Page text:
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clintcummins

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Everything posted by clintcummins

  1. Also, judging from Croft's approach via Stuart Lake and description of cutting steps in the snow/ice, it suggests he did the Upper North Ridge of Stuart (vs. the Complete North Ridge).
  2. Nice report and cool photos. (There's more than two Clints from California? non-Eastwood? Good thing; I coulda never made it up there with those big packs!)
  3. Great report. Thanks for taking the time to write it, and for sharing.
  4. Kong-Bonatti made hangers in this shape with several different metal types (non-stainless steel, stainless steel, aluminum). So you need to be able to ID the metal type. Usually you just look for rust, or the bubbles/expansion/distortion described in these posts. Another way is to use a magnet. Stainless steel = nonmagnetic (usually). Nonstainless steel = magnetic. Aluminum = nonmagnetic (but not often used for hangers). ASCA (American Safe Climbing Association - http://www.safeclimbing.org) and also Climbing magazine ARI (Anchor Replacement Initiative) will provide free stainless hangers, bolts, tuning forks and drills to people doing bolt replacement. It does take time and effort to do the replacement; that's volunteer work. Darryl, nice work in the thread on rcnw, contacting Greg and listing routes to check for non-stainless hangers. As noted on that thread, the bolts observed by Tom on Calling Wolfgang are not stainless. So it is not a stainless/nonstainless metal mismatch, unless I'm wrong about the metal type of the failed hangers.
  5. Acid rain? Who expected rain at Index? What a devious route terrorist! More likely: climbers were being cheap and used non-stainless hangers. Yikes, the same guy sabotaged both? A master of both the grease gun and acid, decades apart? Clearly we have a cluster of sabotages at work. :-) Similar to the faked hangers story - at Crow Hill in the 70s, Henry Barber was doing some really hard climbs. One of the locals had a fun idea. On rappel, he chalked a bunch of holds on a steep wall, then told Henry somebody else had climbed it. Henry made a few moves up it, then tried some of the unusable chalked holds. He climbed back down; was not fooled.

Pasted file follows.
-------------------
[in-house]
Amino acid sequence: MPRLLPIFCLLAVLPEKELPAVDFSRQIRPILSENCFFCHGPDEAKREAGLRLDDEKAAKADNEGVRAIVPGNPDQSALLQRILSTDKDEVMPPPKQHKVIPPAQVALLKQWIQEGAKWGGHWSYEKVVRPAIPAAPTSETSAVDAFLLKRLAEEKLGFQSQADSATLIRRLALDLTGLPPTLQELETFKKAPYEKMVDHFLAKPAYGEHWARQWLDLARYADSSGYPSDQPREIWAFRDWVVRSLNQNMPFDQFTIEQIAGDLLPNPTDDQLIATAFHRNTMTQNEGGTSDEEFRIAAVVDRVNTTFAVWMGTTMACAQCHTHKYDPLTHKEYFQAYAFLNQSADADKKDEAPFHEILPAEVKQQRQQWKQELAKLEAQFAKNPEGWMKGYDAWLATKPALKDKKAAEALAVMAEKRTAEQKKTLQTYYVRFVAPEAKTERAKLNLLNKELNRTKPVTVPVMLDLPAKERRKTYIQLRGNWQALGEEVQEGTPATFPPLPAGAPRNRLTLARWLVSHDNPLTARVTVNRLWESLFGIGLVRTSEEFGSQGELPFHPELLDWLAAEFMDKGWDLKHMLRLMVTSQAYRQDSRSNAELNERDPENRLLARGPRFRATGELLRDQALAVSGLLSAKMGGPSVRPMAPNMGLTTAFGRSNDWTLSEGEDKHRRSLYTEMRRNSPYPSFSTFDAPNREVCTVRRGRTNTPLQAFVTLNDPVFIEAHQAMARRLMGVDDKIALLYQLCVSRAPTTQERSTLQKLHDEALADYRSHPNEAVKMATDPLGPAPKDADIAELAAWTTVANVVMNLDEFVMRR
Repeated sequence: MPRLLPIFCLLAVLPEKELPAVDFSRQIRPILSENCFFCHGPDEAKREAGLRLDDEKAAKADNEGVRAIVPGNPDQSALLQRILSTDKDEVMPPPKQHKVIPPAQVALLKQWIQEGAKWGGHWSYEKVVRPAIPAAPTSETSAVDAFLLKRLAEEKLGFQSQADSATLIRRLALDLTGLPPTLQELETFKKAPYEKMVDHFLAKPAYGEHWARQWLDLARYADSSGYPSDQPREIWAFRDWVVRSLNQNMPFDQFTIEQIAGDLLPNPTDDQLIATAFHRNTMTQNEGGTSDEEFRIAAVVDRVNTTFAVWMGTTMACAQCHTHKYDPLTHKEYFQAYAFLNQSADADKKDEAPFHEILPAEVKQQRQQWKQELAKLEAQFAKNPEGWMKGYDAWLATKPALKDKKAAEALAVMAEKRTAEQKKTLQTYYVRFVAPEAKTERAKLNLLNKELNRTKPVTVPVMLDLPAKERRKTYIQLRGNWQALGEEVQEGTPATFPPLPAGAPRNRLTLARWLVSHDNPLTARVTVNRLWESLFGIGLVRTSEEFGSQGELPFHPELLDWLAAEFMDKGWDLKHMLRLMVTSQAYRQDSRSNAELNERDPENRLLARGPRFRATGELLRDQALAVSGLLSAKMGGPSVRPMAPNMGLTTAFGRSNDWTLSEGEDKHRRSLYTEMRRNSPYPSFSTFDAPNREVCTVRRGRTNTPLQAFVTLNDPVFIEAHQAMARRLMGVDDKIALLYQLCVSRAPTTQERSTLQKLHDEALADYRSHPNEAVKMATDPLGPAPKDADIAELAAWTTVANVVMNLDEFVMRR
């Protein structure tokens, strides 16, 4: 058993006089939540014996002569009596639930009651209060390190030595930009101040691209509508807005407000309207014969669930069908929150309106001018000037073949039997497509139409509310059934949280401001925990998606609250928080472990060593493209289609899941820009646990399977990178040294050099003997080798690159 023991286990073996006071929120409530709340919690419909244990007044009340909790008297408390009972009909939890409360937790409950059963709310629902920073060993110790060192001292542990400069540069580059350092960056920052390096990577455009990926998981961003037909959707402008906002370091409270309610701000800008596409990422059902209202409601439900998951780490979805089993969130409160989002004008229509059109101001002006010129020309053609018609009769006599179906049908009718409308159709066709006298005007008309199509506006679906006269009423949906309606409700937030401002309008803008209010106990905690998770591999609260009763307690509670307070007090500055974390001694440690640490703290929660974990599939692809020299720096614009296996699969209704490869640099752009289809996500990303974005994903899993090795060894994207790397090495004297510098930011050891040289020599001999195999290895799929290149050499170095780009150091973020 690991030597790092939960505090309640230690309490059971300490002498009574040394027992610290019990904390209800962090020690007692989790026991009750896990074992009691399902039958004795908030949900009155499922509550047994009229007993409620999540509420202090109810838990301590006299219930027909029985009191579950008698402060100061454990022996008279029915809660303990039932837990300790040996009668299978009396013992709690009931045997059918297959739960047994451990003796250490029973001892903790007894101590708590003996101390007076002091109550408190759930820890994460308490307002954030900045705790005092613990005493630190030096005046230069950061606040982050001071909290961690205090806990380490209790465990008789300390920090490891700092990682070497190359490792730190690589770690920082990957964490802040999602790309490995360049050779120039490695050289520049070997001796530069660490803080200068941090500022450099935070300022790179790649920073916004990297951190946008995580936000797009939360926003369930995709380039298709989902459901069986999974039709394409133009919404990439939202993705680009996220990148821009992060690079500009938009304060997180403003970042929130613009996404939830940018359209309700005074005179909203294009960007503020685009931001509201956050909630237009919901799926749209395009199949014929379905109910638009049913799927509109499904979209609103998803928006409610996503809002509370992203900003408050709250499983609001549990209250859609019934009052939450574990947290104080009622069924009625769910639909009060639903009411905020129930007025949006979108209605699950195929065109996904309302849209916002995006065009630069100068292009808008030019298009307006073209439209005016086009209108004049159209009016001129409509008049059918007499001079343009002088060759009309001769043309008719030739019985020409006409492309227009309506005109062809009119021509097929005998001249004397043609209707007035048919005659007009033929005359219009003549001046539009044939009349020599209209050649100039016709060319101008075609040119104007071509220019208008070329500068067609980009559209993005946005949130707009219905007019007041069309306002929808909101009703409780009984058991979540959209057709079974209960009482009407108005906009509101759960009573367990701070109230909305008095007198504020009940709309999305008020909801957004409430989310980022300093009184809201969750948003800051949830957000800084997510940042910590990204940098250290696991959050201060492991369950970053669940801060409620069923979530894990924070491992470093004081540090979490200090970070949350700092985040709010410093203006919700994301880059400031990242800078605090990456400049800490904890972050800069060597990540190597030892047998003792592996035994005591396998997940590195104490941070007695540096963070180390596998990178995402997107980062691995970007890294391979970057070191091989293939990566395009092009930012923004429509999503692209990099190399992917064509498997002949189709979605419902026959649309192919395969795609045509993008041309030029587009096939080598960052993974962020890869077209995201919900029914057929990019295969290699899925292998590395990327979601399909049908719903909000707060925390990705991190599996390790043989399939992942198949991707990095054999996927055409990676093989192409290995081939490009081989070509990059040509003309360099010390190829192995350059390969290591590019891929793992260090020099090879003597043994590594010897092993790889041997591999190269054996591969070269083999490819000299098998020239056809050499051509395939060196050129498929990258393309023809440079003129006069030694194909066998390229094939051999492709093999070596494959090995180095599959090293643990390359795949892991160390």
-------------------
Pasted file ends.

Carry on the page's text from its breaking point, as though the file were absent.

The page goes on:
6. Yes, Kong-Bonatti (non-stainless in this case) - see Tom's post and the shape in Tom's photo. Kong-Bonatti also made aluminum hangers at one time with the same shape. I have one that I took off a climb, on my backyard wall.
  7. [TR] Dragon Tail Peak - Serpentine Arete 8/22 8/26/2009

    Different! Thanks for sharing. One of my longtime climbing partners has had too many headlamp epics from his partners, so he brings two headlamps with him now.
  8. Tom, Thanks for the hanger ID and photos. The FA of Calling Wolfgang was by Greg Child and Andy deKlerk in around 1990, so their other contemporary routes (including several adjacent on the Sport Wall) should be checked for more of these non-stainless Kong-Bonatti hangers. Replace with stainless hangers, clearly. I'm glad that first bolt/hanger held! Like Tom said, emphasis on the "near" death! Regarding SMC hangers, there are 2 main types: - older, thin chrome-moly steel, chrome plated, subject to rust and cracking - newer, thick stainless steel, very strong and reliable
  9. Goodell Creek as an out on Picket Traverse

    I heard in the 70s it was a very tough bushwhack. Slide alder, less than one mile progress in a full day. Probably this has not changed.
  10. Dru's overlay photo is in the 2009 edition of Fred Beckey's red cover guidebook. Also easy to find online via google.
  11. [TR] Liberty Crack - Grade V, Class 5.9 - A2 8/2/2009

    Those heads are really not so bad. A couple of frayed cable strands, no big deal. It's when say 2/3 of the strands are broken that things get interesting! With the fixed pins below and bolt in the middle for pro, you are not even risking much of a fall. The pitch is A3 if the fixed gear is not in place; to have bolts there instead would defeat the purpose of aid climbing. (The purpose in my view is to place or inspect the gear and move up carefully; not just to cheat past the free climbing in the easiest way possible).
  12. [TR] Liberty Crack - Grade V, Class 5.9 - A2 8/2/2009

    Yeah, the face holds on that direct start looked tempting. But with the lack of obvious pro, I knew it would be easier/faster for me to do the 5.4 around the left side. Other topos show the right side as 4th class, diagonalling from lower right to upper left. So maybe that starts further right? I dunno, it didn't look easy or well protected so I've done the left side both times. If the little corner is a lot harder than 5.6, then the concept of "scrambling" up 20' to reach ropes fixed from the top of p4 is probably not going to work out very well. So I changed it on the topo to "5.7?" ....
  13. [TR] Mt Stuart - Complete Nort h Ridge 8/2/2009

    Wow, Mark. Surviving a rappel anchor failure and 40/70' fall is really beating the odds. Thanks for sharing your experience. In terms of anchor failure (cord slipping off the boulder), I wonder if webbing would perform better than perlon. I'm seeing more perlon anchors these days, as some people carry cordelettes and use them to make rap anchors. But perlon tends to "roll" off things, while webbing may stick better by providing more surface area contact. This also helps webbing resist cutting better. I think it's still an alpinist trick to have some webbing in the bottom of the pack, in case they have to bail in a spot with unknown anchors.